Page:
Info

a Degrees Fahrenheit in excess of 60 °F multiplied by the time in hours, assuming temperature is constant.

a Degrees Fahrenheit in excess of 60 °F multiplied by the time in hours, assuming temperature is constant.

been implemented to assure safety of semidry (and dry) sausage products. Organisms such as E. coli O157:H7 and Listeria monocytogenes are cold-tolerant organisms that can survive fermentation. Consequently, additional requirements in the United States have been imposed by the USDA to assure safety in fermented sausage products. Processors are required to show that the process being used is effective for destruction of E. coli O157:H7. Validation of the process must demonstrate at least a 5-log (100,000) inactivation of the organism using USDA protocols. The most common means of achieving this is by heating. For example, USDA regulations include time-temperature combinations for heated products that will achieve E. coli inactivation such as 145°F (62.8 °C) for 4 min (8). Processors also have the option to hold and test finished products for E. coli O157:H7 contamination to show that the product is safe. A third alternative for assuring safety is to use a hazard analysis-critical control points (HACCP) program that includes testing of the raw product mixture and a minimum 2-log (100) kill. All of these process options for controlling E. coli O157:H7 must also be shown to be adequate to control trichina and salmonella. One concern for the heating process is that it can change the textural properties of finished products. Irradiation provides a viable alternative to the heat process for inactivation of E. coli O157:H7 and other pathogens in meat to be used for fermented sausage (9). A relatively low irradiation dose of 1.25 kGy is sufficient to provide a 5-log kill of E. coli O157:H7 (10). An advantage to irradiation is that meat is unaltered and retains raw characteristics in terms of color and texture. Semidry (and dry) sausage can be manufactured from irradiation-treated meat ingredients without the heating requirement for E. coli control. The resulting product characteristics, especially texture, more closely resemble that of traditional products (11). While irradiation has been approved in the United States for most fresh meat applications, approval of irradiation for finished processed products has not been finalized. Irradiation is fully capable of increasing shelf life and safety of finished semidry sausage products, but questions relating to product quality changes, requirements for packaging materials, and appropriate doses have precluded regulatory approval thus far.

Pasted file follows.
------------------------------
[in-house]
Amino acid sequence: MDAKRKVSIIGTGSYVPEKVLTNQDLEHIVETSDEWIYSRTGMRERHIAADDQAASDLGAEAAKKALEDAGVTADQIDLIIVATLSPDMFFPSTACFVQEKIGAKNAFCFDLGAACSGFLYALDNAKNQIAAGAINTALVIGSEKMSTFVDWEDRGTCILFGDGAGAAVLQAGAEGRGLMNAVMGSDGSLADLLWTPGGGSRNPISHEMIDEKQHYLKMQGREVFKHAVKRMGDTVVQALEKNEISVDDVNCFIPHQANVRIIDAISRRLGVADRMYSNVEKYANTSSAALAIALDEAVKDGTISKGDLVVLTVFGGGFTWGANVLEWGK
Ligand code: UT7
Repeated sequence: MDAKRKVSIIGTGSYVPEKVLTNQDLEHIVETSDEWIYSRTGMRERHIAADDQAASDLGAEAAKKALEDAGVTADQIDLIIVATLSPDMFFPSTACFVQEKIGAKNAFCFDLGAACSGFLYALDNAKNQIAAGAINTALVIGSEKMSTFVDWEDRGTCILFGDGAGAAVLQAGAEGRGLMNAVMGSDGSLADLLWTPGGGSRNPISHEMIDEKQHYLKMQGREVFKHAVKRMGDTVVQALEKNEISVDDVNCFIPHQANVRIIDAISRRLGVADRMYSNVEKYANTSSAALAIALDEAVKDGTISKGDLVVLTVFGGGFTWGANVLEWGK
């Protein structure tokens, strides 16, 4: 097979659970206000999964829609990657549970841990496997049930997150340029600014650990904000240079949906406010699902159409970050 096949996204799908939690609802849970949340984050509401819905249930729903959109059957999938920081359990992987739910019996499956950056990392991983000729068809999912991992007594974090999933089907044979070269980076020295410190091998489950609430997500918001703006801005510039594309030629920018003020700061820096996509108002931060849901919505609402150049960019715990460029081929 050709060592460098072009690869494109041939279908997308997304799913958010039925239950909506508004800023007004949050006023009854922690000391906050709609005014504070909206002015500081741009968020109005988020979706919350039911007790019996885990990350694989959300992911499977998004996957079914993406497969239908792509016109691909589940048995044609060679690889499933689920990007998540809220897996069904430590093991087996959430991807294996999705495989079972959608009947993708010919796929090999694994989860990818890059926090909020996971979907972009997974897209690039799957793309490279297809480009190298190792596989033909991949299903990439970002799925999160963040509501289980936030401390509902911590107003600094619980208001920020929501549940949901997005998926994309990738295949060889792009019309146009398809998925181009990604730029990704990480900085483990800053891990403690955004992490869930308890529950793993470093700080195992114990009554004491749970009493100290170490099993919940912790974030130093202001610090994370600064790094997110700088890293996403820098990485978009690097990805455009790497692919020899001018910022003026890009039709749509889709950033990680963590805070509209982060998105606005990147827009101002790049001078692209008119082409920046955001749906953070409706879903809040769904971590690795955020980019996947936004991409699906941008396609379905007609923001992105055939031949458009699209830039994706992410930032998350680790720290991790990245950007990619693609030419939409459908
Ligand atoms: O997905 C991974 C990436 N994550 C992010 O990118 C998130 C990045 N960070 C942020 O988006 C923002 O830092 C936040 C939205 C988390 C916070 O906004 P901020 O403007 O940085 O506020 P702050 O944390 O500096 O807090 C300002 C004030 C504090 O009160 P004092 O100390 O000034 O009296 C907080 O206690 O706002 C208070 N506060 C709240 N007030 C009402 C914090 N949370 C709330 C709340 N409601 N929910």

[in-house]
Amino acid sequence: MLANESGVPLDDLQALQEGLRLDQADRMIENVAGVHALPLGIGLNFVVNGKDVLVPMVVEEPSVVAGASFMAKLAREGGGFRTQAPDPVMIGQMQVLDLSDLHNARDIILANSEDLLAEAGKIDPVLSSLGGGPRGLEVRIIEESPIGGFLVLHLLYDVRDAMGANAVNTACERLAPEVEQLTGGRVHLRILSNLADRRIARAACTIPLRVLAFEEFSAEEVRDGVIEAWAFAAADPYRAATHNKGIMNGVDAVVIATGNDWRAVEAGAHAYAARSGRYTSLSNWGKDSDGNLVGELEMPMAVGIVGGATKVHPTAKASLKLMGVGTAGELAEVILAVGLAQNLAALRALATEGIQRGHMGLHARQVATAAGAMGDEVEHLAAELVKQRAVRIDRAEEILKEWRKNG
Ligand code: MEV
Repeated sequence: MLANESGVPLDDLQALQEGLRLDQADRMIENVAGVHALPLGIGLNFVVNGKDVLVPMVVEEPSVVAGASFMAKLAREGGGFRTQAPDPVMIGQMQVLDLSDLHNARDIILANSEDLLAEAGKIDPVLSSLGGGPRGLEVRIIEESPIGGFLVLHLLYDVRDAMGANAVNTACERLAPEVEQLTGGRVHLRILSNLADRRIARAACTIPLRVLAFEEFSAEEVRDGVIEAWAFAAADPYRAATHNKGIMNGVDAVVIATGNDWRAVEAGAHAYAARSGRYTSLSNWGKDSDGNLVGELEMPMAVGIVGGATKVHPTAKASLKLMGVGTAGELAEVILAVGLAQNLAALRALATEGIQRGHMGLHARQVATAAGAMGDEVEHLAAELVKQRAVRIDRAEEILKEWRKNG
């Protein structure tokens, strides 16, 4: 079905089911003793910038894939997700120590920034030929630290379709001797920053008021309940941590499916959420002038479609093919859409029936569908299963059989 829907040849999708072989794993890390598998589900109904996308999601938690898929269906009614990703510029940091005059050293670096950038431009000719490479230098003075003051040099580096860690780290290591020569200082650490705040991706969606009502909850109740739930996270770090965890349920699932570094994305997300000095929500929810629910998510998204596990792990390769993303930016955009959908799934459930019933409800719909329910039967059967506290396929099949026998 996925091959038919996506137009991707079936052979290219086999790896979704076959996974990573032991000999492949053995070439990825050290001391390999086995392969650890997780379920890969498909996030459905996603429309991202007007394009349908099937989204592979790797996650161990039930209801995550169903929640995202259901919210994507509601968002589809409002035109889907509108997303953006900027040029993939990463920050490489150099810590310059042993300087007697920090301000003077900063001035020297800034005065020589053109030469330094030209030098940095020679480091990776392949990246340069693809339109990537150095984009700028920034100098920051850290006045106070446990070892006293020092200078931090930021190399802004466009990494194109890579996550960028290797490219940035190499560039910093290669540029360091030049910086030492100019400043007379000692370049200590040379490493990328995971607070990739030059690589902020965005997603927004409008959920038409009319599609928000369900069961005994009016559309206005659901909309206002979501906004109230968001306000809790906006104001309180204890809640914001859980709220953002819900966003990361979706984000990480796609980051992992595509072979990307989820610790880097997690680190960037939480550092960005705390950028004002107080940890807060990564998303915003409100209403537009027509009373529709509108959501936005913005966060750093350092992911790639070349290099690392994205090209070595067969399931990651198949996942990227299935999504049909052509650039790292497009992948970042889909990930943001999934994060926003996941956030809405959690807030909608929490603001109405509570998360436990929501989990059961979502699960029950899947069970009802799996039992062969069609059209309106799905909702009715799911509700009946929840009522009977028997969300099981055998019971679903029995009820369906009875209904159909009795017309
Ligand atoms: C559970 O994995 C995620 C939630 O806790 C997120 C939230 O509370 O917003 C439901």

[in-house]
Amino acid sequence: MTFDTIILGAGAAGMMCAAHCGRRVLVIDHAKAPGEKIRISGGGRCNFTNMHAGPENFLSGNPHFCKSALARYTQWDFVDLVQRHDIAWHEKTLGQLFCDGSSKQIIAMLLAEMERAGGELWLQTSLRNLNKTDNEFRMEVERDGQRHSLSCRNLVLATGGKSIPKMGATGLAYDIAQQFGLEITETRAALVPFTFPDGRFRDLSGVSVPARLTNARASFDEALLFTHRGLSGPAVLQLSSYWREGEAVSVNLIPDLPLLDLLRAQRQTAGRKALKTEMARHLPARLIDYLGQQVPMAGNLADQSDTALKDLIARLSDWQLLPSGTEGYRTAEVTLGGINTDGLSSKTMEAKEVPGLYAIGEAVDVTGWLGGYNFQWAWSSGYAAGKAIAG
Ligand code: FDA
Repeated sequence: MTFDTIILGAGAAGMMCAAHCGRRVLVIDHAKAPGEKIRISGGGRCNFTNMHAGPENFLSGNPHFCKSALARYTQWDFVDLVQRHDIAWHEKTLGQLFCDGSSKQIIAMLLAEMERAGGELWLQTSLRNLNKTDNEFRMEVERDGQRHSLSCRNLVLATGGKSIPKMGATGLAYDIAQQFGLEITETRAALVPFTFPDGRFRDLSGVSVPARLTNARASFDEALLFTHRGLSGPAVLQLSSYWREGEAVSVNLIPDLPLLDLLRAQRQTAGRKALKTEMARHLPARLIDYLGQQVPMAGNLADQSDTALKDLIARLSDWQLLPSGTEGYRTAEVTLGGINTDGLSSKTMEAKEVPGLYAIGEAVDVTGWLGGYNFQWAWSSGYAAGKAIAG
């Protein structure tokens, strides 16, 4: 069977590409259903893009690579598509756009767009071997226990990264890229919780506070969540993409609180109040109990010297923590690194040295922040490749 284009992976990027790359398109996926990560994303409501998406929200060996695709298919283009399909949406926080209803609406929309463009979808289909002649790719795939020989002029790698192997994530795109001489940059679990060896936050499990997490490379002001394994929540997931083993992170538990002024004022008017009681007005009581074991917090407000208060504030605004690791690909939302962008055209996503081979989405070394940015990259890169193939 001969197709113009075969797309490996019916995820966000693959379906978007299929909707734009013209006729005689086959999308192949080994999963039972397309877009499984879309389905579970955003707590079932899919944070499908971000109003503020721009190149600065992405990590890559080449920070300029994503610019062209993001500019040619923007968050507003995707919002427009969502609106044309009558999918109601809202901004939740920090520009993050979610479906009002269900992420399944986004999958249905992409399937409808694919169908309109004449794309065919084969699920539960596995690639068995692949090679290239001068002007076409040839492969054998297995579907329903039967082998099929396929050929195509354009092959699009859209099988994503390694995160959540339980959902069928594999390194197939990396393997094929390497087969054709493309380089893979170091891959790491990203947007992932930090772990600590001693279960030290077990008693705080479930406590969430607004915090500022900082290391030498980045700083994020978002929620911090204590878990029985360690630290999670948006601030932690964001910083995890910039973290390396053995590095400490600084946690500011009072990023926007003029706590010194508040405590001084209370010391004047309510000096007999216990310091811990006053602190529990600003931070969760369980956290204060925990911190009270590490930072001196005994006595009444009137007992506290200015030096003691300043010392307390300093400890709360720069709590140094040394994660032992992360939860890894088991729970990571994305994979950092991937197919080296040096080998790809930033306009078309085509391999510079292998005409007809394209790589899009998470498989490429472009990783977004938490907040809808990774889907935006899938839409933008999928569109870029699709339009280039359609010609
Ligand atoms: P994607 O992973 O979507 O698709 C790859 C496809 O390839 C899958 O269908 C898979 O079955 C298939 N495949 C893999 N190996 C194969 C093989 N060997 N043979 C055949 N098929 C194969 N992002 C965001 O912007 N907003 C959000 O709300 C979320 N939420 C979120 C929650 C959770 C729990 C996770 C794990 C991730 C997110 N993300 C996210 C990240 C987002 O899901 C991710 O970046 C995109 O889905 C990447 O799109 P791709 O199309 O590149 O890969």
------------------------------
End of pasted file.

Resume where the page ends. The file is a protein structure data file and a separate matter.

Was this article helpful?

0 0
Bread Making

Bread Making

Discover How To Surprise Family and Friends With Homemade Bread? Is Your Bread Coming Out Doughy Or Crumbly? Well, you don't have to be frustrated anymore by baking bread that doesnt rise all of the way or just doesn't have that special taste.

Get My Free Ebook


Post a comment